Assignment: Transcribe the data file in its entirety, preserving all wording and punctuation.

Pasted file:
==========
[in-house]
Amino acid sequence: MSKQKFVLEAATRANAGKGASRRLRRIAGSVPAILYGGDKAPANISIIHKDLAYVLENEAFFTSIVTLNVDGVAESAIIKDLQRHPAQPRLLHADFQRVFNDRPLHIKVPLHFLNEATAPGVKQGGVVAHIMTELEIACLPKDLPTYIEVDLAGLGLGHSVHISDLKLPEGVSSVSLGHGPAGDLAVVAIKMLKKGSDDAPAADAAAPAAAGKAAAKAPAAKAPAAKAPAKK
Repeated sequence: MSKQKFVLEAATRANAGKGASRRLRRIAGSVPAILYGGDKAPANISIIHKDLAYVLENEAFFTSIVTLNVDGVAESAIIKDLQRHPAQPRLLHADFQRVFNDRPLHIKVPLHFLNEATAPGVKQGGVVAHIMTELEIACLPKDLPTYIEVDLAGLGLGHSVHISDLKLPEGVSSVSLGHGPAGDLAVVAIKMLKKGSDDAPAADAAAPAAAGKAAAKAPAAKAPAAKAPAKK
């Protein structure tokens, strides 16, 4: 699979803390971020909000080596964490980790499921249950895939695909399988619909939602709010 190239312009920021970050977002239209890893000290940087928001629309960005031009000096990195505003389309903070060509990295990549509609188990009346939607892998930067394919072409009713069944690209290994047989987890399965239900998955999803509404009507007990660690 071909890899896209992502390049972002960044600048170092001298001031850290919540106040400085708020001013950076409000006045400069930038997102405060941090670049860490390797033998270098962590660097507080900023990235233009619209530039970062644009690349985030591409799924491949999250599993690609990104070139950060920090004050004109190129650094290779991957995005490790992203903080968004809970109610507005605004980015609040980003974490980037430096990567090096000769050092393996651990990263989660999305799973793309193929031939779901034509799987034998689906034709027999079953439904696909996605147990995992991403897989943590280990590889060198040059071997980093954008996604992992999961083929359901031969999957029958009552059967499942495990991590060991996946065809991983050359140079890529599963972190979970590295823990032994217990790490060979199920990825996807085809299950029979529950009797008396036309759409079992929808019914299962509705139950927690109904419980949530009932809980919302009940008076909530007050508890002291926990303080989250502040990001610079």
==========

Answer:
[in-house]
Amino acid sequence: MSKQKFVLEAATRANAGKGASRRLRRIAGSVPAILYGGDKAPANISIIHKDLAYVLENEAFFTSIVTLNVDGVAESAIIKDLQRHPAQPRLLHADFQRVFNDRPLHIKVPLHFLNEATAPGVKQGGVVAHIMTELEIACLPKDLPTYIEVDLAGLGLGHSVHISDLKLPEGVSSVSLGHGPAGDLAVVAIKMLKKGSDDAPAADAAAPAAAGKAAAKAPAAKAPAAKAPAKK
Repeated sequence: MSKQKFVLEAATRANAGKGASRRLRRIAGSVPAILYGGDKAPANISIIHKDLAYVLENEAFFTSIVTLNVDGVAESAIIKDLQRHPAQPRLLHADFQRVFNDRPLHIKVPLHFLNEATAPGVKQGGVVAHIMTELEIACLPKDLPTYIEVDLAGLGLGHSVHISDLKLPEGVSSVSLGHGPAGDLAVVAIKMLKKGSDDAPAADAAAPAAAGKAAAKAPAAKAPAAKAPAKK
């Protein structure tokens, strides 16, 4: 699979803390971020909000080596964490980790499921249950895939695909399988619909939602709010 190239312009920021970050977002239209890893000290940087928001629309960005031009000096990195505003389309903070060509990295990549509609188990009346939607892998930067394919072409009713069944690209290994047989987890399965239900998955999803509404009507007990660690 071909890899896209992502390049972002960044600048170092001298001031850290919540106040400085708020001013950076409000006045400069930038997102405060941090670049860490390797033998270098962590660097507080900023990235233009619209530039970062644009690349985030591409799924491949999250599993690609990104070139950060920090004050004109190129650094290779991957995005490790992203903080968004809970109610507005605004980015609040980003974490980037430096990567090096000769050092393996651990990263989660999305799973793309193929031939779901034509799987034998689906034709027999079953439904696909996605147990995992991403897989943590280990590889060198040059071997980093954008996604992992999961083929359901031969999957029958009552059967499942495990991590060991996946065809991983050359140079890529599963972190979970590295823990032994217990790490060979199920990825996807085809299950029979529950009797008396036309759409079992929808019914299962509705139950927690109904419980949530009932809980919302009940008076909530007050508890002291926990303080989250502040990001610079």